Gold and Powerlessness:
Looking at Masculinity in Once Upon a Time’s Rumplestiltskin
Looking at Masculinity in Once Upon a Time’s Rumplestiltskin
“I came because... you're right... about me. I am a coward. I have been my entire life. I tried to make up for it by collecting power; and the power became so important that I couldn't let go. Not even... when that meant losing the most important person in my life.” (Kitsis, 2011). This quote is from the character Rumplestiltskin, also called Mr. Gold, in the television series Once Upon a Time. Once Upon a Time is produced by ABC, owned by Disney, and takes characters from fairy tales, fables, and more modern stories, like The Wizard of Oz and Frankenstein. As Rumplestiltskin is one of the main characters and acts as an occasionally antagonistic character for the designated protagonists, Rumplestiltskin demonstrates an interesting concept of masculinity and the masculine persona, and can have his character broken down and observed through the lenses of symbolic interactionism and queer performance theory.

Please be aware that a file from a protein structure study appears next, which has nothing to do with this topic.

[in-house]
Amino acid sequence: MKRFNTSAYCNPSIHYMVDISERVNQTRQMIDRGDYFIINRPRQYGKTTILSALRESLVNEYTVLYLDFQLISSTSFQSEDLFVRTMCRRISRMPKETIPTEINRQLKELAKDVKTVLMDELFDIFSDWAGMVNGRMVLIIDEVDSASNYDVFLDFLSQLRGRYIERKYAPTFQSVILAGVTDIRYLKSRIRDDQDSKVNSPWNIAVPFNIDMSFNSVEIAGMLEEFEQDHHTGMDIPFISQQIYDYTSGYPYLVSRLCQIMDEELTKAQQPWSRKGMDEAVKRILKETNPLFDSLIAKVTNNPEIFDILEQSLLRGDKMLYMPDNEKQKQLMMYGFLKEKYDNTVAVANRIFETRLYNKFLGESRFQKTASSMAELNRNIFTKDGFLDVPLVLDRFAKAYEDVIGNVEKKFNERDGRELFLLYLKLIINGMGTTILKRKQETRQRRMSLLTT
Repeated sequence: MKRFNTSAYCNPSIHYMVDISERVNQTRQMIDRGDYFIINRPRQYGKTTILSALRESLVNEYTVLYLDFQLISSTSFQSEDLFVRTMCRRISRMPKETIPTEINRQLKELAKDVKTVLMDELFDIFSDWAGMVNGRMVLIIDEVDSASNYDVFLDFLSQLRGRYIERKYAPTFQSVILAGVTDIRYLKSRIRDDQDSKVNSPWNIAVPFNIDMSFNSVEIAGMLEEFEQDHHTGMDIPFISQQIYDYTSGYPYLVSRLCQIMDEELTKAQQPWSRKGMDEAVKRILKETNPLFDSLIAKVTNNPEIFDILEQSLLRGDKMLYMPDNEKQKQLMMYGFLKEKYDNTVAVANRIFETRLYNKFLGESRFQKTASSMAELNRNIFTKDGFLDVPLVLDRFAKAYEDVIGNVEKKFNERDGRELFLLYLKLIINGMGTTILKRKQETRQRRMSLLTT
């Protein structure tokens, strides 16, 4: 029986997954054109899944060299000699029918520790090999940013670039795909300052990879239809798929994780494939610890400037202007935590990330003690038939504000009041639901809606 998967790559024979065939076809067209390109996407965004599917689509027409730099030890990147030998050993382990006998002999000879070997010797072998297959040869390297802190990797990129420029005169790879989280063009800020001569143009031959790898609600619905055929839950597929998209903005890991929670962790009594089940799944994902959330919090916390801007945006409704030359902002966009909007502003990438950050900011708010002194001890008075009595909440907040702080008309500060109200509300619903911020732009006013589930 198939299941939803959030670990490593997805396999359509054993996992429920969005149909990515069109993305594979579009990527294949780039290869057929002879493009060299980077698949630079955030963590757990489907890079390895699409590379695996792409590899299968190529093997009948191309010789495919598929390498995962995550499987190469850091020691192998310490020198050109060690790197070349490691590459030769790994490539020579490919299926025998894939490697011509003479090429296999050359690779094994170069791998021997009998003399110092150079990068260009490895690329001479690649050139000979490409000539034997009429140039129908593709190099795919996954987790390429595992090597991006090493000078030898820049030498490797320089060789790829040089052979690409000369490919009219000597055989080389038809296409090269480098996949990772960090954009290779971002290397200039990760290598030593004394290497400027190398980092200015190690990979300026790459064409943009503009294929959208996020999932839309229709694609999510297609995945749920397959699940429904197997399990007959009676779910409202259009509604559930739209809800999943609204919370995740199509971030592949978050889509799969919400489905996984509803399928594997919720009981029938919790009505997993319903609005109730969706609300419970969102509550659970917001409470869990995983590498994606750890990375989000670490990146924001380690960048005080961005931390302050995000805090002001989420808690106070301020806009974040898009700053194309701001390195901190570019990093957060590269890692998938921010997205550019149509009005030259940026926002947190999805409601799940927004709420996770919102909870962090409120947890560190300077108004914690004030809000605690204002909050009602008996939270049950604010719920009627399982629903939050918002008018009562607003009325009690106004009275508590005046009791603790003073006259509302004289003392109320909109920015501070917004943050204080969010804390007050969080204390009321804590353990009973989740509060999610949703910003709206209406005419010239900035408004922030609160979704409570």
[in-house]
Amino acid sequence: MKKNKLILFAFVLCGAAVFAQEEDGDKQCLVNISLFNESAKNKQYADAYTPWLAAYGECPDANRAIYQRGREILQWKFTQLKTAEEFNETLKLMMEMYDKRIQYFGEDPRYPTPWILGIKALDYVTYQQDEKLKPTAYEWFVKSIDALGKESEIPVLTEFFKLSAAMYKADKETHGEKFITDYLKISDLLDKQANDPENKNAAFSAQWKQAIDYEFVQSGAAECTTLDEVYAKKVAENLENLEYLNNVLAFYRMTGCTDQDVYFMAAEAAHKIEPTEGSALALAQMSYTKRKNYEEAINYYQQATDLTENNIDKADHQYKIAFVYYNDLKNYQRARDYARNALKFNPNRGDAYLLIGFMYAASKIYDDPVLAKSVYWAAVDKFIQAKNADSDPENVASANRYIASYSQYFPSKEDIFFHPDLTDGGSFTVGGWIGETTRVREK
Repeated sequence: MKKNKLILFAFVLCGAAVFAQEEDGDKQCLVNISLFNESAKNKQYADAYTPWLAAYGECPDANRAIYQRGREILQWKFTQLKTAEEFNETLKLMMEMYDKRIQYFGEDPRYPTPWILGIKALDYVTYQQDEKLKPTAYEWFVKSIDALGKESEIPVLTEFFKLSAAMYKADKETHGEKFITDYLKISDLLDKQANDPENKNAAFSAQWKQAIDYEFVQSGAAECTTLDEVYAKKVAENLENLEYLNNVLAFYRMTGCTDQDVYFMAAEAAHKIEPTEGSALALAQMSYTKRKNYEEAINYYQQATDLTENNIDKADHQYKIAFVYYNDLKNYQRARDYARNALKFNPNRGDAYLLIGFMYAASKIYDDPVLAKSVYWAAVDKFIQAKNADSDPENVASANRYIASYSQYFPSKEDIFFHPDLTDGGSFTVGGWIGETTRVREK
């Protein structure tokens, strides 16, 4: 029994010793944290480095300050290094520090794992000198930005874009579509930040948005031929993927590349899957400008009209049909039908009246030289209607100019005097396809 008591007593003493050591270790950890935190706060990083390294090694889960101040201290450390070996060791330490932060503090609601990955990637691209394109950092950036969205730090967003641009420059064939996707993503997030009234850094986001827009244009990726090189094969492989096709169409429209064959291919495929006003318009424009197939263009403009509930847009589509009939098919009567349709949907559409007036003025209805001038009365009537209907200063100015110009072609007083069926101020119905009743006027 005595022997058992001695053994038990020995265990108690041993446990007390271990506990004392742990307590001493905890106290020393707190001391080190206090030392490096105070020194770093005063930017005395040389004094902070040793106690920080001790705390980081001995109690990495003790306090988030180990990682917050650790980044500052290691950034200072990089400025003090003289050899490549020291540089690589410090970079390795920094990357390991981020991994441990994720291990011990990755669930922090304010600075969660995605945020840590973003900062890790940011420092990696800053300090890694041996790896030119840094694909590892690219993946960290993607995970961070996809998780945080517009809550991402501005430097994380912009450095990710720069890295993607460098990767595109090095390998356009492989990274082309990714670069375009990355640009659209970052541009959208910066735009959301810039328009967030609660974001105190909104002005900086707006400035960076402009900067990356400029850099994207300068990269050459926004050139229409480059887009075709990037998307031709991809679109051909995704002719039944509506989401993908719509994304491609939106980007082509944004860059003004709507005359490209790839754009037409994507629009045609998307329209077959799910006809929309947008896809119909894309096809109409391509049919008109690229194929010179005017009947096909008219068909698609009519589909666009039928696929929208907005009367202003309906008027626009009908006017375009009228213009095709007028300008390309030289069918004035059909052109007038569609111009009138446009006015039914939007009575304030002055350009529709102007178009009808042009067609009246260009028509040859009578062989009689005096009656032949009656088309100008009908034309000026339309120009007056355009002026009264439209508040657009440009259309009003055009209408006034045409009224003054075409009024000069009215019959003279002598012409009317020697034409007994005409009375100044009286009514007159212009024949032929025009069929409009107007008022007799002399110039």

In regards to symbolic interactionism, it claims that people use labels to create roles for themselves and others, and often associates with symbols or traits to create that role (Wood, 2011, p. 50). Rumplestiltskin’s role in the series is an occasional antagonist, and in this he possesses three roles that can be observed: the Dark One, a magical entity that is incredibly powerful and malevolent, Rumplestiltskin, before his transformation into the Dark One when he was a father and a husband, and Mr. Gold, when he was moved to the world without magic in Storybrooke (Kitsis, 2011). Looking in how his character is created in both the real world of Storybrooke and the world of the Enchanted Forest and the symbols associated, one can determine how Rumplestiltskin is made more masculine. In the Enchanted Forest, he is symbolized by the Dark One’s dagger, a magical artifact that had cursed him, but had given him great amounts of power and near-immortality (Kitsis, 2011). From this, it connects to an idea of masculinity to “be aggressive” as like other males in media, and falls into the stereotypical portrayal of men as violent, and unafraid (Wood, 2011, p. 153, 235). The dagger, which symbolizes power and the only way that Gold can be killed, can also be taken as a sign of masculinity in a setting where firearms would be out of place. Furthermore, as he continues his time as the Dark One, his own body becomes less human and more monstrous, reflecting a sicker persona, and one that becomes progressively more violent and deranged till the curse that set the story into motion occurs (Kitsis, 2011).